PhD at Smith
In 2008, the Robert H. Smith School of Business announced a $12 million PhD program
initiative that will significantly enhance the school’s ability to retain and attract
the world’s best and brightest students. The initiative—one of the most ambitious
in the United States—increases annual doctoral stipends by 45 percent to $32,500
and provides research and travel support. Philanthropist and school namesake Robert
H. Smith, a 1950 graduate, contributed $6 million toward the program, matched with
funds from the University of Maryland and the business school.
This significant investment in the school’s PhD program bucks the current trend
in business schools, many of which are downsizing their doctoral programs due to
a lack of resources. Unlike MBA programs, which generate revenue for schools, a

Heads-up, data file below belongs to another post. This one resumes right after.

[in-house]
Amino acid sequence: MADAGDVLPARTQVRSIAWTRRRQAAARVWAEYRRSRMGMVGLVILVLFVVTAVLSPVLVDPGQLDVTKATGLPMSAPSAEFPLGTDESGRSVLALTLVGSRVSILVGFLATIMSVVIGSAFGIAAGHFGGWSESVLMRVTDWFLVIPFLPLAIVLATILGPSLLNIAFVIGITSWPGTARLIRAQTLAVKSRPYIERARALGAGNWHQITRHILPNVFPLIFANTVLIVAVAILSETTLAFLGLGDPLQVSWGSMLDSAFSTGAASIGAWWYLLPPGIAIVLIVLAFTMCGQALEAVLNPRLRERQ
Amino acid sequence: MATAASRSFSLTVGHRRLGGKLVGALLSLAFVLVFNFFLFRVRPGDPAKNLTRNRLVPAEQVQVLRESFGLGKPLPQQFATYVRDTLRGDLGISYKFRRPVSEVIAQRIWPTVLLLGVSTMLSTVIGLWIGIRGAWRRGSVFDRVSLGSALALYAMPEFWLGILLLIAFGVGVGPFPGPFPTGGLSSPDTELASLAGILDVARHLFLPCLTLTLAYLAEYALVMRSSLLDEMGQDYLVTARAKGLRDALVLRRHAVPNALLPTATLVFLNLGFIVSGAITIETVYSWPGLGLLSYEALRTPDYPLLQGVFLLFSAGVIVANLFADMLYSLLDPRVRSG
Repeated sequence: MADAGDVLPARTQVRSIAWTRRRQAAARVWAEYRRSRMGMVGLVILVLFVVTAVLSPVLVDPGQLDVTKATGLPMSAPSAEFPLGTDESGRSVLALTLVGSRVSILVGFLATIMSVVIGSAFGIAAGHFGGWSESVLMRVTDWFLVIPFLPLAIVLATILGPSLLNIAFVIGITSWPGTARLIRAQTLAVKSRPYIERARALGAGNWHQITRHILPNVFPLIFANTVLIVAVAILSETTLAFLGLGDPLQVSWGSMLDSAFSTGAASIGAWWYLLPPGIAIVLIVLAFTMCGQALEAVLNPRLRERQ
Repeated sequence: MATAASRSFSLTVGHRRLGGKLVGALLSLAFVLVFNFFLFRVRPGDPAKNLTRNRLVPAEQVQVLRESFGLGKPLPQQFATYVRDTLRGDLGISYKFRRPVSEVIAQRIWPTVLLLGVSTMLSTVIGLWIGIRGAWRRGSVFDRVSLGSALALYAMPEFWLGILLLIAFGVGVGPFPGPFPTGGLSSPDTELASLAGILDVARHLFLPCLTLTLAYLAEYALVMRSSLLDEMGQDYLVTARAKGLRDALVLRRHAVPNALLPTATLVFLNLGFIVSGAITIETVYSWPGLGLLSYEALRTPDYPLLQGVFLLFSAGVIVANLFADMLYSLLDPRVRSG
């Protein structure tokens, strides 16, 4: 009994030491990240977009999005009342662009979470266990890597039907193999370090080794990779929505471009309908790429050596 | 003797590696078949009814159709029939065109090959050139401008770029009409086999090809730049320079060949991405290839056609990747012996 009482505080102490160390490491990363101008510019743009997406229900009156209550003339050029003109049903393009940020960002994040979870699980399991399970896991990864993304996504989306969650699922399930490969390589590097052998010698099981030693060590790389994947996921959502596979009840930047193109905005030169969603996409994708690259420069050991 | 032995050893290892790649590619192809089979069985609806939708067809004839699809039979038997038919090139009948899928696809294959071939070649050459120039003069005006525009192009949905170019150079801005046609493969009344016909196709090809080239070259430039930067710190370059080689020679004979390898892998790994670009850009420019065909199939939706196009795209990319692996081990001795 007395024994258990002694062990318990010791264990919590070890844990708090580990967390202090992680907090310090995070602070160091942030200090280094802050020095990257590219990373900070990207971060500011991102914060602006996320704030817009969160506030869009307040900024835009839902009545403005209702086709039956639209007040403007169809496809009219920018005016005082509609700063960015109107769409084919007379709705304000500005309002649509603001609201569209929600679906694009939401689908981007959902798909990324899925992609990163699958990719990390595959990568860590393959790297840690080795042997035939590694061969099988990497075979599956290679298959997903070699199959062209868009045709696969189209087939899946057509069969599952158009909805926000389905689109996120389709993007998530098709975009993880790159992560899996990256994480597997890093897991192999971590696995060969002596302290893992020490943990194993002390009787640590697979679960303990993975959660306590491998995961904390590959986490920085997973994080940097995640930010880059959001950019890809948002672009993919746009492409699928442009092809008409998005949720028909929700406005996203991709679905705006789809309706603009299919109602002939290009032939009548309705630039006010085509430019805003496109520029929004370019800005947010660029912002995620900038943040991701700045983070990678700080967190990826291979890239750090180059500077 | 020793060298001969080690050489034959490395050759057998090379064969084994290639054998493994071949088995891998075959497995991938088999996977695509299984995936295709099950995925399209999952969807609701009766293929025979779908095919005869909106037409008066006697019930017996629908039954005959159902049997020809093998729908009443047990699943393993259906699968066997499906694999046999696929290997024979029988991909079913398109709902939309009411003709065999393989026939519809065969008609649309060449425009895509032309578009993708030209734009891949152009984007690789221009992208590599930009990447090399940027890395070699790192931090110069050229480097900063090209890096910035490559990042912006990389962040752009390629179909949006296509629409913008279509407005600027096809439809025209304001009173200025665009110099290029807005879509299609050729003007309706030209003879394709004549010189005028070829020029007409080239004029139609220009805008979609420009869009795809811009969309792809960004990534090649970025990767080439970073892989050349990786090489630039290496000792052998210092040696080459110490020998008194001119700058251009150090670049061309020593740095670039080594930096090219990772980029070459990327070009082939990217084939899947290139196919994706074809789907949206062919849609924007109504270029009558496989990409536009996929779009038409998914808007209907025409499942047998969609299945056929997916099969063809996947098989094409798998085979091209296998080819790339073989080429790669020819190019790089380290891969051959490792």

doctoral program costs money. And because rankings are generally based on the strength
of a school’s MBA program rather than its PhD program, there is little reputational
or financial incentive for a school to invest in its doctoral program.
So when a school is strapped for cash its doctoral program often feels the pinch.
This has led to smaller doctoral programs across the board, which has in turn led
to a nationwide shortage of academically qualified business school faculty. The
problem is so severe that the Association to Advance Collegiate Schools of Business
(AACSB) Management Education Task Force, in its 2003 study “Management Education
At Risk,” declared that “Unless decisive action is taken to reverse declines in
business doctoral education, academic business schools, universities, and society
will be faced with an inevitable erosion in the quality of business education and